US stocks were mixed Friday and closed moderately higher on the week ahead of key negotiations this week aimed at preventing another government shutdown and averting a planned increase in tariffs. The Dow finished down 0.3 percent on the day and up 0.2 percent on the week, the S&P rose 0.1 percent on the day and was flat on the week and the Nasdaq advanced 0.1 percent on the day and 0.5 percent on the week.
Reports suggest that negotiations between the Administration and Congress have stalled over the weekend ahead of this Friday’s deadline for extending government funding. Border security issues remain the primary obstacle to agreement. President Trump’s interim chief of staff, Mick Mulvaney, told reporters that he could not rule out the possibility for another government shutdown and that it remains possible that the President could declare a national emergency to authorise funding for border security measures.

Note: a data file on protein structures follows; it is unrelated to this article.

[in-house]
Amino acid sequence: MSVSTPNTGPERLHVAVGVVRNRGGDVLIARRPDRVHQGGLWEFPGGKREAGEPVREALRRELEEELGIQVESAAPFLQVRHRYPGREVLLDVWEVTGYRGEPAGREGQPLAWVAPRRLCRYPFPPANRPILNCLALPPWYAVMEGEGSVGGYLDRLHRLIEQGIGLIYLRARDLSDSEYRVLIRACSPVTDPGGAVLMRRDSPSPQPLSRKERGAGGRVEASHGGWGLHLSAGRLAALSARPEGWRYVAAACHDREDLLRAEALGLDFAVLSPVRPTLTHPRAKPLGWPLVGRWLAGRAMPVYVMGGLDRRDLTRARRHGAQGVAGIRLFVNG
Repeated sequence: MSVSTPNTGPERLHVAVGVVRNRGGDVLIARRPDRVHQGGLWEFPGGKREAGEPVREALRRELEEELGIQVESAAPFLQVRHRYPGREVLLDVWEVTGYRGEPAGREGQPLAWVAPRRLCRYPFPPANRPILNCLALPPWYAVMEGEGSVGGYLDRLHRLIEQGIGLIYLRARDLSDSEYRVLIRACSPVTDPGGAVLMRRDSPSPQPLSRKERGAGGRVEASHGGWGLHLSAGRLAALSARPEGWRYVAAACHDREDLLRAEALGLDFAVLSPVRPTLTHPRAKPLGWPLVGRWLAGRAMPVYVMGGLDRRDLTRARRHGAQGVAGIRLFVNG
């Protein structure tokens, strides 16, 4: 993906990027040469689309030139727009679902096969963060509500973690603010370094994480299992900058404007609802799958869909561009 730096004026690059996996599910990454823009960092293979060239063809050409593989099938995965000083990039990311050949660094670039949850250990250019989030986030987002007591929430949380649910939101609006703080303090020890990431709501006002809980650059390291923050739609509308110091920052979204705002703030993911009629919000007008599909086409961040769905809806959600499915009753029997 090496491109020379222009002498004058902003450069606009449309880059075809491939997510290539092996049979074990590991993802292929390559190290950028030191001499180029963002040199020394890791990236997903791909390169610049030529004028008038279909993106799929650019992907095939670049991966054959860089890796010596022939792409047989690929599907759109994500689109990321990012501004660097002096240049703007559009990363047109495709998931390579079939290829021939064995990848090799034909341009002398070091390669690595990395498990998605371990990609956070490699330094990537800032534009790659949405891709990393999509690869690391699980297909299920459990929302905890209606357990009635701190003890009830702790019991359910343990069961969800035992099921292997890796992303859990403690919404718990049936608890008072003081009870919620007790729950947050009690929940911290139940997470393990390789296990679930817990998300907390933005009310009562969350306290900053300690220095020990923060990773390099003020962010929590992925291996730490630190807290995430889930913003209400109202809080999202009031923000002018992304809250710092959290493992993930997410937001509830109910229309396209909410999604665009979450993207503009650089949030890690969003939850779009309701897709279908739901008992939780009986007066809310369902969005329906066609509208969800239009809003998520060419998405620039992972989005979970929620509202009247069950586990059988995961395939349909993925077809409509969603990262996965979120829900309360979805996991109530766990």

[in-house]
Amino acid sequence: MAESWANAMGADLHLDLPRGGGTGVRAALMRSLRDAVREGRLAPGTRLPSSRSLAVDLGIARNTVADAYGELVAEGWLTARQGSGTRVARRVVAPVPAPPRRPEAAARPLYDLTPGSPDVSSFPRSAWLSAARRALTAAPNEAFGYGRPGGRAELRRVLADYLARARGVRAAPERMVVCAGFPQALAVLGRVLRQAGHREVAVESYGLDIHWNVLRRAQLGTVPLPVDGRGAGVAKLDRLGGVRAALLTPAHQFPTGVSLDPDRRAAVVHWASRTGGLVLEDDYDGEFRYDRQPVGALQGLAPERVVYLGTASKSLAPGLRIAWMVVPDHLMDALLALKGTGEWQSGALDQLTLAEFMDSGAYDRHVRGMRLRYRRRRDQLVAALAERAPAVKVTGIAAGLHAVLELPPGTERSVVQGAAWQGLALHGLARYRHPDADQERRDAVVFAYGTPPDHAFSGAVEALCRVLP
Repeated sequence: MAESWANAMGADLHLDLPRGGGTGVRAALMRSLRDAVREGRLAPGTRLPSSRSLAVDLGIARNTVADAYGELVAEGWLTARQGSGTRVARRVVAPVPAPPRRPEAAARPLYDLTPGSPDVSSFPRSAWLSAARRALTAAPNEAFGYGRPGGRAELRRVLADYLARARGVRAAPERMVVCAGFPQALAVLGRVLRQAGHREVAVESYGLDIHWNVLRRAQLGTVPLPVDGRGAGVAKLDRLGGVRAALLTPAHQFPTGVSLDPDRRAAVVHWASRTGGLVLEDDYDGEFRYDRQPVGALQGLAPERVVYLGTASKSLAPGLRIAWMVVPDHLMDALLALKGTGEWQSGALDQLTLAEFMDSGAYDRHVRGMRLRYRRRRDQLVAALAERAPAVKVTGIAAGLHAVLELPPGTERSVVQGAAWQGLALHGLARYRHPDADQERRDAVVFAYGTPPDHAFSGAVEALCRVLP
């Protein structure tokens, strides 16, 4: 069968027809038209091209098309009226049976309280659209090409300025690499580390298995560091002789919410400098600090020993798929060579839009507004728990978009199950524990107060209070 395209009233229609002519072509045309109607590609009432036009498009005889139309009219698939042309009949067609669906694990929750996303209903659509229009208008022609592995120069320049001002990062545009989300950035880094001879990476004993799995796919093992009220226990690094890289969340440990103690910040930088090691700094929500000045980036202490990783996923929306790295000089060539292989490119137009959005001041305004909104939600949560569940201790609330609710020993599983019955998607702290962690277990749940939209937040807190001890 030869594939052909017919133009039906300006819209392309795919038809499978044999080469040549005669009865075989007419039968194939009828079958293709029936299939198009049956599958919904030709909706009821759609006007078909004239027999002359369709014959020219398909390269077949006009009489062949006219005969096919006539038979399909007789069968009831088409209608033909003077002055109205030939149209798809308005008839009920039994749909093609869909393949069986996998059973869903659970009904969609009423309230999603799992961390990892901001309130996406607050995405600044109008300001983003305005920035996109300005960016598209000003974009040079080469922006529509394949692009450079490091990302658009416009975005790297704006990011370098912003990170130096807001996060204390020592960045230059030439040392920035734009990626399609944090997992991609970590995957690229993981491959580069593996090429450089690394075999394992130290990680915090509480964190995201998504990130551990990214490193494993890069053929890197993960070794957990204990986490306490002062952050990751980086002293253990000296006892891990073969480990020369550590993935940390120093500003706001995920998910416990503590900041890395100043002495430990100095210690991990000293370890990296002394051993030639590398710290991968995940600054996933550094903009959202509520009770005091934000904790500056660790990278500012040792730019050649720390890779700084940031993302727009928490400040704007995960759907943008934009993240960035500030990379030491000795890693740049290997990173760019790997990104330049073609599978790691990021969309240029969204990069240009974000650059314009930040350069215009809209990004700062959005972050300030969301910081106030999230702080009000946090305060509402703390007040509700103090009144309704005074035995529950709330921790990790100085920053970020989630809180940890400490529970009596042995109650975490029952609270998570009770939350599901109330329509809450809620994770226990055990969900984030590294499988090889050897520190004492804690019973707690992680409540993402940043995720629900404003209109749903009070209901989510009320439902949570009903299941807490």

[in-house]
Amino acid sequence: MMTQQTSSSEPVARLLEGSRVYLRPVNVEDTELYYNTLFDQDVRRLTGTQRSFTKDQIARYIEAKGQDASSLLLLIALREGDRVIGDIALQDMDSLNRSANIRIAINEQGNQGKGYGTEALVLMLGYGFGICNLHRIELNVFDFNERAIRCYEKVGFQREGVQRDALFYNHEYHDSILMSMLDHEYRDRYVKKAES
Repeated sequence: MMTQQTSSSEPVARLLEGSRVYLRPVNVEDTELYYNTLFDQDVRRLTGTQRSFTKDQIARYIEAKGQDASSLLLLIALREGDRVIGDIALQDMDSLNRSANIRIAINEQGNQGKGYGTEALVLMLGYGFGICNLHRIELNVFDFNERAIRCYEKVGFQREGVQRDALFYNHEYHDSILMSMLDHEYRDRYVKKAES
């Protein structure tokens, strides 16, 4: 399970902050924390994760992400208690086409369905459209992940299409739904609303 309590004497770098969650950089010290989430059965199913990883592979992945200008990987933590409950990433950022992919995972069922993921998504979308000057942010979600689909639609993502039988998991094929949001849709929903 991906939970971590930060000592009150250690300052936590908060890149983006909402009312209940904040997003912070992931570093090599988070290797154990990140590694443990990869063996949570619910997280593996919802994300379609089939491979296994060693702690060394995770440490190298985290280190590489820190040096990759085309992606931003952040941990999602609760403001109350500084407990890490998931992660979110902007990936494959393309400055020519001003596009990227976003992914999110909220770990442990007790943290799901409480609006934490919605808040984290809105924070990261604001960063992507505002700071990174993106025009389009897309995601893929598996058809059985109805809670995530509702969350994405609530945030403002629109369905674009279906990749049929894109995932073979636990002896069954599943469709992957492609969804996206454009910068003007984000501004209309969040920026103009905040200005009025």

Canadian labour market data showed very strong jobs growth in January, with employment increasing by 66,800 after a revised increase of 7,800 in December. These gains were concentrated in the service sector, offset by declines in manufacturing, agricultural and construction payrolls. Despite the increase in employment, the unemployment rate rose from 5.6 percent to 5.8 percent in response to a similar increase in the participation rate to 65.6 percent. Wage growth also accelerated from 1.5 percent on the year in December to 1.8 percent in January. Although the Bank of Canada appears to be in no hurry to tighten policy, these data suggest that such a move remains a possibility later in the year if a tight labour market produces sustained upward pressure on inflation.
These data reflect observations at the close of trading Friday. Gold gained US$4.30 to US$1,318.50 and dated Brent spot crude was up US$0.47 to US$62.10. Currency moves were muted Friday, with the US dollar up moderately against the euro and the Australian dollar, flat against the pound and yuan, and down moderately against the yen, the Swiss franc, and the Canadian dollar. The yield on the US Treasury 30 year bond fell a basis point to 2.98 percent while the 10 year note fell 2 basis points to 2.63 percent.